McDougal: It wasn't about nature either, yeah, and that's, that's the thing when you become an adult, it becomes harder to just step out into nature. I mean, you can, and it's still wonderful to go out there and see the showers of water coming off the branches when the bird takes off into flight, but it is easy to loose all that, particularly, I think in this, sort of age of irony we live in, there's very much of a tendency to kind of, laugh stuff off and try not to care about things too much and ultimately if you take too much of that stance, if you don't care about things, if you don't make yourself more vulnerable, you can't experience wonder, I don't think.

 

Fleming: Well, I wonder what this tells us about our sense of wonder. Is it how you encounter wonder that matters more, is it, is it the presentation?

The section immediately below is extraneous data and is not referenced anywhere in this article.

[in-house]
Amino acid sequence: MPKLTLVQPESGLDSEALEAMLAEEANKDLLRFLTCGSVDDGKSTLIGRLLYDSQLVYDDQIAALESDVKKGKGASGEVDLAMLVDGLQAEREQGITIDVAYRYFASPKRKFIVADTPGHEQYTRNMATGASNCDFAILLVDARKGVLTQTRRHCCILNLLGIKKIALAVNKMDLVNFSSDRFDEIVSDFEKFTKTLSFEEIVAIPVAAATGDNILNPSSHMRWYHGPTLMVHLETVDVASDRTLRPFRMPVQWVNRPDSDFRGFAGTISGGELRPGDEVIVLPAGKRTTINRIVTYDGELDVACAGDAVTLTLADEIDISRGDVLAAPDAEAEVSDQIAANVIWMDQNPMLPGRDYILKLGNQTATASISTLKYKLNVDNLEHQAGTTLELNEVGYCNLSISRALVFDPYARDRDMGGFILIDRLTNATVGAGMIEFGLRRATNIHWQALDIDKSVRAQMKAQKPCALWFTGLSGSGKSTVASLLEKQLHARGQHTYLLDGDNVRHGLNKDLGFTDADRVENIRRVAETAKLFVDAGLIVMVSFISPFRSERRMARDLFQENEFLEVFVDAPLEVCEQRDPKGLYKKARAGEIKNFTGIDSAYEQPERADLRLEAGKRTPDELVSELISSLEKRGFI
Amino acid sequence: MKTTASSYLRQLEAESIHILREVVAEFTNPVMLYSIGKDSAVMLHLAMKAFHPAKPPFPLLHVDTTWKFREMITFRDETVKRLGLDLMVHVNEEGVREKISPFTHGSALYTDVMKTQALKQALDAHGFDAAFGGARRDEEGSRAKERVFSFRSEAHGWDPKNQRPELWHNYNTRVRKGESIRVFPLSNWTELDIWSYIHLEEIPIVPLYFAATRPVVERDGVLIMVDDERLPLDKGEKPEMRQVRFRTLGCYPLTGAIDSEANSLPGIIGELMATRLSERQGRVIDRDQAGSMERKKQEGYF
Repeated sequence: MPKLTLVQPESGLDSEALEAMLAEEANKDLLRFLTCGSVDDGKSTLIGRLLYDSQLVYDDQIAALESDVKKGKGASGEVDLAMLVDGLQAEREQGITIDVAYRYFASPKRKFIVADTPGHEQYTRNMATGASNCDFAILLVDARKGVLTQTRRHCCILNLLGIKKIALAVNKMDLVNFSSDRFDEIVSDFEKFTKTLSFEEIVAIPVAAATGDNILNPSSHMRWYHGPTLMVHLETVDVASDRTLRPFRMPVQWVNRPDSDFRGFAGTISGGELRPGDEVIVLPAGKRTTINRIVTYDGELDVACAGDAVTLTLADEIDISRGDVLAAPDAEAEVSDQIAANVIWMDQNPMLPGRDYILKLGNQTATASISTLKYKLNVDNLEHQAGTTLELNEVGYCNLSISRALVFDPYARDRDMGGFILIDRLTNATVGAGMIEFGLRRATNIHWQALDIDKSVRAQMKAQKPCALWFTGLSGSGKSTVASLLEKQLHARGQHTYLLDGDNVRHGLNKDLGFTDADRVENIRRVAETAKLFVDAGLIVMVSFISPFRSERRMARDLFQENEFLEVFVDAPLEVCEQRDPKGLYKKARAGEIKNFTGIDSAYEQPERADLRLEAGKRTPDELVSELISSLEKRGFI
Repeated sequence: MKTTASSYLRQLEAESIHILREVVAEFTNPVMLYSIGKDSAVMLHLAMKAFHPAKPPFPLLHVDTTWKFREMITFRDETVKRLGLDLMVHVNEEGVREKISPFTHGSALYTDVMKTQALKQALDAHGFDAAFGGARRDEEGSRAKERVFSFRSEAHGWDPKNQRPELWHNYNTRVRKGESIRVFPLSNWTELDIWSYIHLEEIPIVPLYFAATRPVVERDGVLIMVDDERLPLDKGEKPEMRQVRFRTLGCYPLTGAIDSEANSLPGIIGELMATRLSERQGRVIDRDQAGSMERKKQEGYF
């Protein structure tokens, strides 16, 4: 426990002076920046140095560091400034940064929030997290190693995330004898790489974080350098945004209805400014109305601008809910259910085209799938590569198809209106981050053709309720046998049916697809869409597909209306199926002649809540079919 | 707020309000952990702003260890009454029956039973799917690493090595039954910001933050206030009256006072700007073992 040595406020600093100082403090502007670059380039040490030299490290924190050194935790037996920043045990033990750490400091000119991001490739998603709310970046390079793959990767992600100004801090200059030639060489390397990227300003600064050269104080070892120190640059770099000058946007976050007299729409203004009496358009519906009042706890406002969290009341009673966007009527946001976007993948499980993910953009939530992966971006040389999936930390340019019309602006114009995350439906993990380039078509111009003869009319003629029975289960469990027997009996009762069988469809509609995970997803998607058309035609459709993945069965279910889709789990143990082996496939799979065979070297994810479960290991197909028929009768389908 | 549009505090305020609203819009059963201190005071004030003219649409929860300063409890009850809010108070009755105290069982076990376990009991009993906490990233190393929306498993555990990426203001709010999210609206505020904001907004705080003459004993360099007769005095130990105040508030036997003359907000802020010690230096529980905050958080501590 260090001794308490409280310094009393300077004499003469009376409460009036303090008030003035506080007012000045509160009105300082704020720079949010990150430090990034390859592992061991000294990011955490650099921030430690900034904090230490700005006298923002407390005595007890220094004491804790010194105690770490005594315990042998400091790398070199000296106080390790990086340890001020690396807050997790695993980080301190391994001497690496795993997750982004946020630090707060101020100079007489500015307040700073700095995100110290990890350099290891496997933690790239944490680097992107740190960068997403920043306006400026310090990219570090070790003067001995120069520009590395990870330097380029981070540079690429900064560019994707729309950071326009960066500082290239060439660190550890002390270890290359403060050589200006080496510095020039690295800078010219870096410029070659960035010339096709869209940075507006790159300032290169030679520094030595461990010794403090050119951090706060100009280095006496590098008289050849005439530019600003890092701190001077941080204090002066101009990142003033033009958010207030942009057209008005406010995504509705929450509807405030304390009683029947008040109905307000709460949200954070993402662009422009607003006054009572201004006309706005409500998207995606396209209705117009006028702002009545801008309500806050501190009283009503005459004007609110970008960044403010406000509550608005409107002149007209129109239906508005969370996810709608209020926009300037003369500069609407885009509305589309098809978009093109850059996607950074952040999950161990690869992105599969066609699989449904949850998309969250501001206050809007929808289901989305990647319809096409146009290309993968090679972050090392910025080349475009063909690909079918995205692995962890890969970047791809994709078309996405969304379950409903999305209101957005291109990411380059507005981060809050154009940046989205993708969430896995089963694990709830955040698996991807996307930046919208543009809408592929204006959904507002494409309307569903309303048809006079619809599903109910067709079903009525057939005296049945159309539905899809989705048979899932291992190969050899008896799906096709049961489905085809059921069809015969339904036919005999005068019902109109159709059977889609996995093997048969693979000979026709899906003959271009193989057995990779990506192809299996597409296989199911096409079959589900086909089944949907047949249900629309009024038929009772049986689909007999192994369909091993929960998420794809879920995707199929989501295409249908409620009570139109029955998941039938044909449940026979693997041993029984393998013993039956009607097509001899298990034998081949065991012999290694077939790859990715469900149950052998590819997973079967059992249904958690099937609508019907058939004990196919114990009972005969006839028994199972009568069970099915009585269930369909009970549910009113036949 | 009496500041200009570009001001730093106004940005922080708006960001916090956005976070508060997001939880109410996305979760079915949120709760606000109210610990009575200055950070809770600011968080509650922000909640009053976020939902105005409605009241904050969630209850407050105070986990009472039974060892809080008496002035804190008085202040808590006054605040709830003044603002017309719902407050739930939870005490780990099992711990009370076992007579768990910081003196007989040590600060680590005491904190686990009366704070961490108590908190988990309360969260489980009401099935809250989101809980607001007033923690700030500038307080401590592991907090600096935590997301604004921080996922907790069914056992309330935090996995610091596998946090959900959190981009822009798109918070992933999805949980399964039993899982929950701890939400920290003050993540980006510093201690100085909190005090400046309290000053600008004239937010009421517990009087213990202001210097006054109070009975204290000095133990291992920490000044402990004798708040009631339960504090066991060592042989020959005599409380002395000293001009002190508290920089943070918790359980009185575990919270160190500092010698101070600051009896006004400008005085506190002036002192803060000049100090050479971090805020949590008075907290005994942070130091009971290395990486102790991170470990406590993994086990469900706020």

McDougal: Presentation is actually really important. My husband describes going to the British museum. He went there because he was a coin collection and they had this collection of coins and he wanted to see it and he had in his mind this vision of this, you know, big pot of coins just brimming and overflowing. I mean, they had Pieces of Eight, and they had doubloons, and they had all these, sort of, gold coins and it, it was this treasure, and he gets there and he walks to the coin room and they've put the coins out on this grid, filling this room and each coin is in one section of the grid, with a little, a little label on it. And he says, the whole wonder of the collection just died for him at that moment, because they didn't allow it to be something that inspired thoughts. They had dissected it down to the point where there was no thoughts to have on it anymore. Looking at wunderkammer, for example, if you look at the wunderkammer from the 16 and 1700's, you know, this is a whole age of exploration when people are going out into this world that they didn't know and finding these places that were almost stupefyingly exotic and bringing back stuff they found and things they discovered and, and then people were collecting them. In a sense, the collections were more of a private thing so that they could examine things in their own time, but in another sense, a lot of the collections grew to be these things that people would visit and the people who owned the collection make them as beautifully presented as possible, partly to increase the sense of wonder because when you walk into a room where everything is ornate and all these incredible objects are on display, it takes your breath away.